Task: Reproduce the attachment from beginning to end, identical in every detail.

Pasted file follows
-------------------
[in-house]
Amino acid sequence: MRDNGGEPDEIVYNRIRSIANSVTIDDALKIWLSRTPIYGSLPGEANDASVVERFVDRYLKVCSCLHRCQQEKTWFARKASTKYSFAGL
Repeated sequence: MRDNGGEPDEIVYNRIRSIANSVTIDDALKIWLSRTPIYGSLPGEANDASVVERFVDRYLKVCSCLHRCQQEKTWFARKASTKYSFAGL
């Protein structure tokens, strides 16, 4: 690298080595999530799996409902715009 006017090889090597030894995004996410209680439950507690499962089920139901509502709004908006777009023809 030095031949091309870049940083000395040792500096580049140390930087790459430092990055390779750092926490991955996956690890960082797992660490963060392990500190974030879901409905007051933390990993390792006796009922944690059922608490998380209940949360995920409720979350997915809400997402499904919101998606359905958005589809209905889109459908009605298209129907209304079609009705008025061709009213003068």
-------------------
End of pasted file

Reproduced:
[in-house]
Amino acid sequence: MRDNGGEPDEIVYNRIRSIANSVTIDDALKIWLSRTPIYGSLPGEANDASVVERFVDRYLKVCSCLHRCQQEKTWFARKASTKYSFAGL
Repeated sequence: MRDNGGEPDEIVYNRIRSIANSVTIDDALKIWLSRTPIYGSLPGEANDASVVERFVDRYLKVCSCLHRCQQEKTWFARKASTKYSFAGL
């Protein structure tokens, strides 16, 4: 690298080595999530799996409902715009 006017090889090597030894995004996410209680439950507690499962089920139901509502709004908006777009023809 030095031949091309870049940083000395040792500096580049140390930087790459430092990055390779750092926490991955996956690890960082797992660490963060392990500190974030879901409905007051933390990993390792006796009922944690059922608490998380209940949360995920409720979350997915809400997402499904919101998606359905958005589809209905889109459908009605298209129907209304079609009705008025061709009213003068």